I think that the vision that we have, that we all have as candidates, is the same as [Layton’s]. There is no issue there we all agreed with [Layton] and we all want to pursue what [he] had in mind for Canada and the people of Canada. That is a given for all of us. How we articulate what we want is another story. In that sense, I have experience with the Cree and aboriginal peoples, which involves environmental issues, international law issues as well. I have experience negotiating agreements on behalf of the Cree and governments. That is another dimension that I will be bringing to the table. I have a long experience with the United Nations since I was involved with negotiations, discussion and the drafting of the United Nations Declarations of the Rights of Indigenous Peoples adopted in 2007. All this will bring a dimension of experience that I will perhaps be required in understanding were we want to go as a party. I say that in a sense that Canadian people and people in Quebec do not realize how we have been leaders in so many issues in the past and that this present government is doing away with our leadership, is doing away with our reputation that we have around the world. That is something we really have to consider in this race as well, what is the [Conservative] government doing with our reputation internationally? [They are] giving it away. That is something we have to be worried about, concerned about. That isn’t something that has seemed to bother the [Conservative] government. Its agenda that we can see in the 41st parliament that started this Monday is very worrisome for Canadians, and even the expression right wing is no longer appropriate. There is an erosion of human rights in every bill they are tabling right now in the House of Commons. And the Canadian people should be worried about what is going on here.
I have worked on behalf of the Grand Council of the Cree for the Cree as you perhaps know. So on behalf of the Cree we worked with the national assembly in Quebec we worked with the parliament of Canada here in Ottawa we presented briefs we met with ministers we met the premiers of Quebec and the prime ministers in parliament. So the process and how things happen in both institutions I have experience in. So yes I maybe a rookie MP, granted, but I am no rookie in politics. So that is what I am bringing to this job, that I love, by the way.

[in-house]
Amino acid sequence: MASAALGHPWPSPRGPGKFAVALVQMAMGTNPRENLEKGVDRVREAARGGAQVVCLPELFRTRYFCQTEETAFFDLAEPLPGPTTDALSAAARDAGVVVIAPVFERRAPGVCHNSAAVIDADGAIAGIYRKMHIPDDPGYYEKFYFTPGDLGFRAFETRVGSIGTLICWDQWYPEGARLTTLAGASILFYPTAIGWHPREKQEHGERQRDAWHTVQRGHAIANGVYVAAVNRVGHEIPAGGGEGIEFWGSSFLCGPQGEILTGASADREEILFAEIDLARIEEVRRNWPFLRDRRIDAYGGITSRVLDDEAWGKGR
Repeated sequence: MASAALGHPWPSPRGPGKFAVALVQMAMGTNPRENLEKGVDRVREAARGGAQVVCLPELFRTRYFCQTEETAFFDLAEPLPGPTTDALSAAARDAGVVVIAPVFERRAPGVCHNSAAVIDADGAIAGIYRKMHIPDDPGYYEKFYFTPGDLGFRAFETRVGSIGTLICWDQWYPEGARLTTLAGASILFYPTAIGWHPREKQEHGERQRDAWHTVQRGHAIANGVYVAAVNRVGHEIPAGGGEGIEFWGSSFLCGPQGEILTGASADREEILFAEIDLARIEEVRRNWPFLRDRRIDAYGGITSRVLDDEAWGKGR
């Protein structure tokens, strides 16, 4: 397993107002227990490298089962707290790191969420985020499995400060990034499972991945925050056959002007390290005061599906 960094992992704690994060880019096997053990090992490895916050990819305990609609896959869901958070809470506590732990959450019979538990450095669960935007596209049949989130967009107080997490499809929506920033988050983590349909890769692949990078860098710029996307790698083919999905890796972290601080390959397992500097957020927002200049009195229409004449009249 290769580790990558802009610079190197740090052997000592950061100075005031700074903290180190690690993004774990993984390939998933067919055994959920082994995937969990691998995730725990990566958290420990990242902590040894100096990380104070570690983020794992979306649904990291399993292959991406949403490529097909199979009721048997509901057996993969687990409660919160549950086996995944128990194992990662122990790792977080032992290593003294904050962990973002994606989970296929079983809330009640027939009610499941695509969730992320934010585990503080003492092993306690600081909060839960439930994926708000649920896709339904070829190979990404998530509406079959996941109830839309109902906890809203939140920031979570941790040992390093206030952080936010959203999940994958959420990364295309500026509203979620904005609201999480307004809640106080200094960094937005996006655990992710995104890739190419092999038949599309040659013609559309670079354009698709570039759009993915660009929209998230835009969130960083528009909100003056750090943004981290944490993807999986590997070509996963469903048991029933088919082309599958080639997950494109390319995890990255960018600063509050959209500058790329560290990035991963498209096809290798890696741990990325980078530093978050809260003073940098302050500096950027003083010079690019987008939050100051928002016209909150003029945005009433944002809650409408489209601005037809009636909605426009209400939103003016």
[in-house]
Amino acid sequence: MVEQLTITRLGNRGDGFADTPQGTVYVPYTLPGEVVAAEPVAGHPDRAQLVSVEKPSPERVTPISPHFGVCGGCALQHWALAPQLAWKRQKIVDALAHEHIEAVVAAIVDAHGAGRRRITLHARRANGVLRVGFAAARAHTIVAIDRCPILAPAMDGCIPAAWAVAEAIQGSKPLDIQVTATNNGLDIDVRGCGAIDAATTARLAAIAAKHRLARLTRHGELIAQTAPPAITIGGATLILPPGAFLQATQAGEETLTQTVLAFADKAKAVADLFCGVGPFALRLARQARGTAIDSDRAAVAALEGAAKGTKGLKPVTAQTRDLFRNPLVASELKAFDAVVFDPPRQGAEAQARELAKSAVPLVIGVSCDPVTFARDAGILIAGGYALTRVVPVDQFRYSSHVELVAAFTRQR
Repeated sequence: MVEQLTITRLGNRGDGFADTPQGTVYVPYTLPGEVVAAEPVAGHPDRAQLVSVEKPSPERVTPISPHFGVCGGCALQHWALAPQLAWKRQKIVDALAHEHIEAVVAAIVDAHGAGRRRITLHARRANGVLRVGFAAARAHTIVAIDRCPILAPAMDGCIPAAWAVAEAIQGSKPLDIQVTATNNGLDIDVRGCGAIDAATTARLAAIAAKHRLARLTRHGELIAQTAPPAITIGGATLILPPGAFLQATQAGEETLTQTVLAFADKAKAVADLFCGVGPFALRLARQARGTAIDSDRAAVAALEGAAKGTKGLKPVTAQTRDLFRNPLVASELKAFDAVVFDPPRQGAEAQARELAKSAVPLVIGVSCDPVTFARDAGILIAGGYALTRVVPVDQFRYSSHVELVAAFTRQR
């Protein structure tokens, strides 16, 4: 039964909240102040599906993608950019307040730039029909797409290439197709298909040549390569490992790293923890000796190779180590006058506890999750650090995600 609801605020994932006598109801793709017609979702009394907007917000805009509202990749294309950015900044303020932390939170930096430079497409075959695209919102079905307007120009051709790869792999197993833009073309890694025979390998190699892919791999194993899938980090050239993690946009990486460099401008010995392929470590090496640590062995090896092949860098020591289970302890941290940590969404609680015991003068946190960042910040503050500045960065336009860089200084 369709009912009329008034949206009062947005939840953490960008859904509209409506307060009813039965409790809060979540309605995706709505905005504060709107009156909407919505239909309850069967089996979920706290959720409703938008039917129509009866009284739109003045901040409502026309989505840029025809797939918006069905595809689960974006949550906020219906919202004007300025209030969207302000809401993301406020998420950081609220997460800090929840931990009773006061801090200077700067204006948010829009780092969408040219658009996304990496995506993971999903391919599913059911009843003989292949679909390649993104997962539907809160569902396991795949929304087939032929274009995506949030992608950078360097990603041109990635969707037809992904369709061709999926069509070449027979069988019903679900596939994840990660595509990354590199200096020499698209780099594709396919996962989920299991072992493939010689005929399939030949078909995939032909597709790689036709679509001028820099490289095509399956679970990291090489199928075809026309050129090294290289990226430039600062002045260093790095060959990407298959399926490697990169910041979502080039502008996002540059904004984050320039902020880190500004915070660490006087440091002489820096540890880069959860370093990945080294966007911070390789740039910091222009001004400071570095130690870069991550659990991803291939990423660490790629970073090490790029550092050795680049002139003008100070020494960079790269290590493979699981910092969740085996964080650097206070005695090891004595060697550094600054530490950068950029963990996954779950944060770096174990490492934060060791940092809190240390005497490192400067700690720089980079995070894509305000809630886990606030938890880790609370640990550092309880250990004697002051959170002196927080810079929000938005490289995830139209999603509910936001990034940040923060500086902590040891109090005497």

MD: What do the results of the 2011 Federal election say to you about the changing desires of the people of Quebec and the rest of Canada? And how would you address this in your leadership?
RS: The very first day that I arrived in the riding, the very first day we found an apartment and everything, in my whole life I never had to take more than ten minutes in a grocery store. I wanted to get some groceries, food, and everything, for supper. And it took me not ten minutes, it took me an hour and a half to get out of the IGA I went to in Val-d’Or. That was telling because people approached me, people said, “We are happy that you are running, we no longer need what has been going on in Ottawa for such a long time with the Bloc [Québécois]. I am a former voter for the Bloc, and its time that we changed. We need to have a dialogue we need to have a discussion. We need to have a public discussion on a lot of things and we want this.” A lot of people even before the polls showed us we were climbing in the polls we felt it the very first day. There were a lot of Bloc Québécois members, former Bloc Québécois members that came over to the NDP. There were a lot of Liberal members that came over to the NDP, a lot of Conservatives as well. And a lot of people – and this part is important – a lot of people were blasé about politics in Quebec, and a lot of people for the first time voted in the last election. That is also telling because people were sick and tired of what they were seeing and they want a change, and that is what they told me.